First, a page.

ALLMUSIC: Mary Halvorson / Robbie Lee: Seed Triangular

ALLMUSIC: Mary Halvorson / Robbie Lee: Seed Triangular


As individuals, multi-instrumentalist Robbie Lee and guitarist Mary Halvorson have revealed well-developed appetites for experimentation throughout their careers. Lee is a multi-instrumentalist who specializes in saxophones, several kinds of reeds, woodwinds of contemporary and historical vintages. and organ and guitar. He has worked with everyone from Cass McCombs and Josef Van Wissem to Eleanor Friedberger and Neil Hagerty. Halvorson leads her own trio, plays in the Thumbscrew quartet and a duo with Jessica Pavone, and worked in bands led by Taylor Ho Bynum, Marc Ribot, and Susan Alcorn. Seed Triangular is her seventh release of 2018, following a pair of simultaneously issued Thumbscrew records, two duo albums with guitarists Bill Frisell and Joe Morris respectively, as a member of Ingrid Laubrock's quartet (with Nate Wooley and Kris Davis) on Contemporary Chaos Practices, and most notably for her own complex, double-length song project Code Girl. Lee and Halvorson have not recorded together before, but have improvised together and with other ensembles for a decade, developing a respectful, intuitive musical language in the process.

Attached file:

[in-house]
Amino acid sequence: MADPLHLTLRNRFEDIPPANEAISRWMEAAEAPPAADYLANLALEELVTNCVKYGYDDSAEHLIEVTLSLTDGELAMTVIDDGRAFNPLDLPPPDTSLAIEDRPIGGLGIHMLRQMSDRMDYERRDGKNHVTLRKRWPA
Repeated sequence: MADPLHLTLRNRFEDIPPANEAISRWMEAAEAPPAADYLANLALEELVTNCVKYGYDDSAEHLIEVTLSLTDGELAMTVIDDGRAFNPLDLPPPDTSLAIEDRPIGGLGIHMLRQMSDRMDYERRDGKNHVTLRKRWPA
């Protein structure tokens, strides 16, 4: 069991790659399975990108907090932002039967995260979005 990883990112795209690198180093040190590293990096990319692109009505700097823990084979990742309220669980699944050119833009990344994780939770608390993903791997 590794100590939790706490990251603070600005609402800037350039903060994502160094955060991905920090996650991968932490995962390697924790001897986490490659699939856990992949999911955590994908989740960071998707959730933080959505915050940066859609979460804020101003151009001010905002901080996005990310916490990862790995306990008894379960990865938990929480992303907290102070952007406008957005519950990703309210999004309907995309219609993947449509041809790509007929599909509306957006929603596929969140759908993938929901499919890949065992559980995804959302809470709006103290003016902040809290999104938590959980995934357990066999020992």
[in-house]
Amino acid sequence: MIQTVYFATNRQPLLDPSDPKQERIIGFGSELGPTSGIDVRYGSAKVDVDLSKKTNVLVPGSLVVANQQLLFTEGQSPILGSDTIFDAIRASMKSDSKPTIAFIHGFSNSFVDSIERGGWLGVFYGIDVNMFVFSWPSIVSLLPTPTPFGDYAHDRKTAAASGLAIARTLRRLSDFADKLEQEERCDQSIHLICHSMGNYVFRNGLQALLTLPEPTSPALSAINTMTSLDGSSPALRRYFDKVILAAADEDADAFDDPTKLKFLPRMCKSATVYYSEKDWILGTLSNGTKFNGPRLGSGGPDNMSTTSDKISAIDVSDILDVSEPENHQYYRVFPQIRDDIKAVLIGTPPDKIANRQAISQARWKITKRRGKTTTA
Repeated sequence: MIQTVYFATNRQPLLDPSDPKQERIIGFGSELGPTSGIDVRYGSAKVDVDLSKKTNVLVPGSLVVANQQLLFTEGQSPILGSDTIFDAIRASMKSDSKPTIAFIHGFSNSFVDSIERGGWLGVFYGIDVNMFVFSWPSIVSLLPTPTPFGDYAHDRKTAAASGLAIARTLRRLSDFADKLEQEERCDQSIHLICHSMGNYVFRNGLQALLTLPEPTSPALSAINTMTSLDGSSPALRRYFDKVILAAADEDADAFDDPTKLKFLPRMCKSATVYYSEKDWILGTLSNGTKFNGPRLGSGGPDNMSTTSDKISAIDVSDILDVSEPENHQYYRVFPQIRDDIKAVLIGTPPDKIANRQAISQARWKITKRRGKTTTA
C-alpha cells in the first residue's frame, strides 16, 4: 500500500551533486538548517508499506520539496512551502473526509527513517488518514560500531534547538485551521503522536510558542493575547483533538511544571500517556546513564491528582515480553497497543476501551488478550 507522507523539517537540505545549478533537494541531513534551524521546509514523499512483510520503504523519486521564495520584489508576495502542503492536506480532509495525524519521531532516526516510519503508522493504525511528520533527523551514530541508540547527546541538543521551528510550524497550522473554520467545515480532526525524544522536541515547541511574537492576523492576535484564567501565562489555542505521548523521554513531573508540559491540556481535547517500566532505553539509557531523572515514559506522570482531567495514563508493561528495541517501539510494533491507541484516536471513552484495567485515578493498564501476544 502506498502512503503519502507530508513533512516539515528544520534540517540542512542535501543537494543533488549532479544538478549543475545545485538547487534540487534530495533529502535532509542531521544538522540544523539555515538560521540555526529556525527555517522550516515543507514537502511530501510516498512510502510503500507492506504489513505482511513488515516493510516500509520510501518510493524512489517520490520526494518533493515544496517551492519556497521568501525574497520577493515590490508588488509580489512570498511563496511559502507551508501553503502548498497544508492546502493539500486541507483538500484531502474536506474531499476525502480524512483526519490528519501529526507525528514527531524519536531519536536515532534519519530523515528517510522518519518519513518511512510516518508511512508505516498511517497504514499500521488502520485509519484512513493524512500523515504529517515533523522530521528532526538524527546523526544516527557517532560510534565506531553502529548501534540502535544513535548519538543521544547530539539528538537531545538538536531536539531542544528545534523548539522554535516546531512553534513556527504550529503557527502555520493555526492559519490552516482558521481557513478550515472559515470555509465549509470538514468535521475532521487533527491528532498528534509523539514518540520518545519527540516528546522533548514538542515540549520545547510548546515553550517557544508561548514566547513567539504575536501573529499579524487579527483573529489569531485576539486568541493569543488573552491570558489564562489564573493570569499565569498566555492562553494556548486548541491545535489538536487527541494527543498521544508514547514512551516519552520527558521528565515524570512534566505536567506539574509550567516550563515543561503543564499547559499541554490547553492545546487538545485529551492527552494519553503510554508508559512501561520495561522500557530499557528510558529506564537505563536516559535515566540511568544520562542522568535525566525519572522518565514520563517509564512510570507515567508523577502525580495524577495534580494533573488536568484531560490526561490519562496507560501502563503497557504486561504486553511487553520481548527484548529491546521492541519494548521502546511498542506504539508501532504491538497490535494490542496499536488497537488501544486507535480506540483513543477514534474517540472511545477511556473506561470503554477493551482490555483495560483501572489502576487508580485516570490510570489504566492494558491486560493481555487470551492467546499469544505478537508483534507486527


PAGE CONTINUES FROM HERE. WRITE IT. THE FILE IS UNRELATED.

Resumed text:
Halvorson gets tested most on Seed Triangular. Used to a large hollow body electric guitar, on these selections she utilizes instruments she's never played before. Lee invited Halvorson into a studio to play whatever he gave her: a 19th century Knutsen 18-string harp guitar -- with six bass strings -- a gut-string 1888 SS Stewart banjo, and a 930 Gibson L-2 acoustic guitar. Lee dug out a few curios of his own as well: antique flutes, a Renaissance clarinet chameau, a melodica, and a soprillo saxophone (the size of a piccolo, it is the smallest and possesses the highest register in the sax family).

The pair improvised live in the studio and Lee edited their best jams into smaller parts, then titled them. Throughout, in 14 remarkably accessible, refreshing short selections, they explore tenets of ancient music, free folk, and jazz, with a little humor tossed into the mix. One highlight is "Seven of Strong," a kinetic piece that consists of overtone-tuned fingerpicked harp guitar and saxophone with each player offering a statement that the other reacts to and furthers before changing direction. "Rock Flowers," on which Halvorson uses the banjo in striated, angular runs in constant fits and starts, is underscored by the extreme high register of Lee's soprillo that soars over the top before Halvorson adds some detuned ragtime strumming and bluegrass licks. "Sing O-Gurgle-Ee This Evening" is a brief flute solo by Lee, lilting and mournful before it goes off the rails, while the closing title track is a sparsely phrased engagement with early American folk forms. Issued by the excellent New Amsterdam label, Seed Triangular is at once provocative and remarkably welcoming. Fans of improvised music will no doubt find much to delight them, but those fascinated by experimental sounds, strange Americana, diverse tonalities, and acoustic music should also be edified.